1When we drove up to the historic motel on Route 66, an old Chevy parked out front caught our eye. It had to be more than sixty-five years old, and though the paint was faded, worn-off, and rust-eaten the car still exuded a certain charm and beauty. A couple of the tires were flat and one window was permanently open. Yet, it had a stately dignity that spoke of a time when it ruled the road.

Once upon a time, this automobile was the lifeline for an entire family. Dad drove it to work; Mom took it shopping. Weekends were for family outings, and Sundays for going to Church. Each summer she took her family to a far-off destination, and special occasions saw her at family get-togethers. The kids learned to drive behind that huge steering wheel, and longed for the day they might get a car of their own: something new, shiny, and fast, with the latest technology.

But the old Chevy had long ago been discarded. Removed to the junkyard, where it sat for a decade: unwanted, untended, and ignored. Just taking up space.

Sometimes we look at people that way. We have no time for the elderly, no interest in what they have to offer or what they’ve accomplished. They had their day in the sun; now it’s our turn. We look at people of different ethnicities similarly. We too easily disregard their importance, their feelings, their dreams and ambitions, and what they can contribute to the community or the church. We treat children as though they were worth less than adults, and teens as if they should be banished to a remote island.

The Bible, on the other hand, tells us to honor people, value them, and care for them. To look for the beauty and the charm that are still there in every human being. Romans 12:10, for example, says to honor and give preference to one another.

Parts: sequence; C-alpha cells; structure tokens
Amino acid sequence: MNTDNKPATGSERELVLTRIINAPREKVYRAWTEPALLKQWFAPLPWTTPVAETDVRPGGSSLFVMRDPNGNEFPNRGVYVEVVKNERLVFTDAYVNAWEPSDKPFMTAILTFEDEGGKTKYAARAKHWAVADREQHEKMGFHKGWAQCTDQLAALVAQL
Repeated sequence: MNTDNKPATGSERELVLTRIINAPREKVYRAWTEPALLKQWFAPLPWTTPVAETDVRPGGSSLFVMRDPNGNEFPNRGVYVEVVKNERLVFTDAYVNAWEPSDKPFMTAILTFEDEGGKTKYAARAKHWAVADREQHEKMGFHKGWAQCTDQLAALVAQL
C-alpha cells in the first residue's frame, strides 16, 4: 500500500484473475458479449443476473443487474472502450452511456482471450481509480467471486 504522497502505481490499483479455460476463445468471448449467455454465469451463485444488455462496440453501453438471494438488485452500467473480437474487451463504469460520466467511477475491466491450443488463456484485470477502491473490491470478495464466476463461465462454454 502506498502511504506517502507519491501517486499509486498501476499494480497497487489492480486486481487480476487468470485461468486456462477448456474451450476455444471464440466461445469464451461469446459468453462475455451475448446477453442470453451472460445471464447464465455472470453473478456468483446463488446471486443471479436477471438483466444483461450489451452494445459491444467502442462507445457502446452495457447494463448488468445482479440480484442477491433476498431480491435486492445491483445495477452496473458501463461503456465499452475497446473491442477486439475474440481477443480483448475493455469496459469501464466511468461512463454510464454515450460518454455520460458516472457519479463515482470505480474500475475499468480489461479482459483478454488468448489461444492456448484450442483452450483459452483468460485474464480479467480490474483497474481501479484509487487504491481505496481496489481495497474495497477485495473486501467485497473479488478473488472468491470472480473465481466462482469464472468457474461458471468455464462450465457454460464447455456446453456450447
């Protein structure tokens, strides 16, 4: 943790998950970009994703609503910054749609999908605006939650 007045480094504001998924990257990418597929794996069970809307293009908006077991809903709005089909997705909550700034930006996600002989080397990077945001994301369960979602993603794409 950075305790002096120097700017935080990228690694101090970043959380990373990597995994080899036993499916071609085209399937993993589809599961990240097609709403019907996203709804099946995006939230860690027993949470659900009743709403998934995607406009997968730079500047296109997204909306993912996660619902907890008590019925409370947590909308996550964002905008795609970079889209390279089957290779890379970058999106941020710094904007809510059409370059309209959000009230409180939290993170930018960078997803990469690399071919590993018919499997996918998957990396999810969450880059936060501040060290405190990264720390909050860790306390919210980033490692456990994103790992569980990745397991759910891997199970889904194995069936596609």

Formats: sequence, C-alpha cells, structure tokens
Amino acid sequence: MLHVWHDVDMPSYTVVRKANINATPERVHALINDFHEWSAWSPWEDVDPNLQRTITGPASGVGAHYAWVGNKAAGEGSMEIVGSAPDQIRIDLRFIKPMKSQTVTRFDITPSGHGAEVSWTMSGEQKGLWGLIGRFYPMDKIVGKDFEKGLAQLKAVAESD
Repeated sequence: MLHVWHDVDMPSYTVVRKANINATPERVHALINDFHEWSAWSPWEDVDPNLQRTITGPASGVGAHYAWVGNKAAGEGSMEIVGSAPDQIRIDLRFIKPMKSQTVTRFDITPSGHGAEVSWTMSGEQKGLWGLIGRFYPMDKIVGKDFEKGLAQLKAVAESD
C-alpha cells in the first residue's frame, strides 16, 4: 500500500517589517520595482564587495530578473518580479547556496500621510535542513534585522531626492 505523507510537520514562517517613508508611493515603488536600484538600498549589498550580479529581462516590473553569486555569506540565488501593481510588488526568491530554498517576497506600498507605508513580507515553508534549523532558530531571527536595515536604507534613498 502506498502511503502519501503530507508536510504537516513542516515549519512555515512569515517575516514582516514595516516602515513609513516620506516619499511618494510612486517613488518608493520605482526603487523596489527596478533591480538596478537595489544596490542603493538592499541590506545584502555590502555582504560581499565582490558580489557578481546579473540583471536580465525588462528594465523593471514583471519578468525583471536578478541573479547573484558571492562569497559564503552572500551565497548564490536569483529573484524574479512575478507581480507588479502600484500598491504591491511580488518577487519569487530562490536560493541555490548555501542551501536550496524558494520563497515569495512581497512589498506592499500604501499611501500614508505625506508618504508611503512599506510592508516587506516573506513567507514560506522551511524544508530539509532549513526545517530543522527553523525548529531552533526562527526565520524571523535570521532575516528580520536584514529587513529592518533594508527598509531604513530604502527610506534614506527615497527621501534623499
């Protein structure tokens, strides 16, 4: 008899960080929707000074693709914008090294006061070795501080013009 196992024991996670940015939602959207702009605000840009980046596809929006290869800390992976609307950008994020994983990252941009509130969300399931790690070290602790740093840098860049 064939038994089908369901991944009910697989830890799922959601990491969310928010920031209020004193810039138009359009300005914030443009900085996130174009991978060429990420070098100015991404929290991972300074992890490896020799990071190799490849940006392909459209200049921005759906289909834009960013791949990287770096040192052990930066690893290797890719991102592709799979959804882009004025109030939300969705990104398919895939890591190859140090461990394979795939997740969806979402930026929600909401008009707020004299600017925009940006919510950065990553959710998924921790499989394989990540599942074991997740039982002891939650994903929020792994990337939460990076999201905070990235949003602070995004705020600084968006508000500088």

James 1:27 reminds us that “pure and undefiled religion in the sight of our God and Father is this: to look after orphans and widows in their affliction.” In other words, we’re supposed to honor those in society who are helpless or in less fortunate circumstances.

The writer of Job adds to this discussion by recognizing the dignity of the common person and by identifying with the hireling and the slave. “Do not mortals have hard service on earth? Are not their days like those of hired laborers? Like a slave longing for the evening shadows, or a hired laborer waiting to be paid?”

In context, Job is saying there’s no difference between the rich and the poor, the master and the slave, when it comes to how hard life can be. We all want rest at the end of the day, we all want a better life for our family, we all have hopes and dreams, we all need love and friendship, and we all crave acceptance and respect.

The apostle Paul summarizes in Philippians chapter two, where he simply says we are to value others above ourselves.

The woman who owned the roadside hotel told us that a lot of her customers express an interest in old cars and the way life used to be on Route 66. So, she called a friend who had a junkyard, and asked if there was an old car she could buy. Her friend gave her the Chevy and brought it to her motel, where it has attracted attention and sparked conversation among people from all over the country and all around the world who see the car while driving by.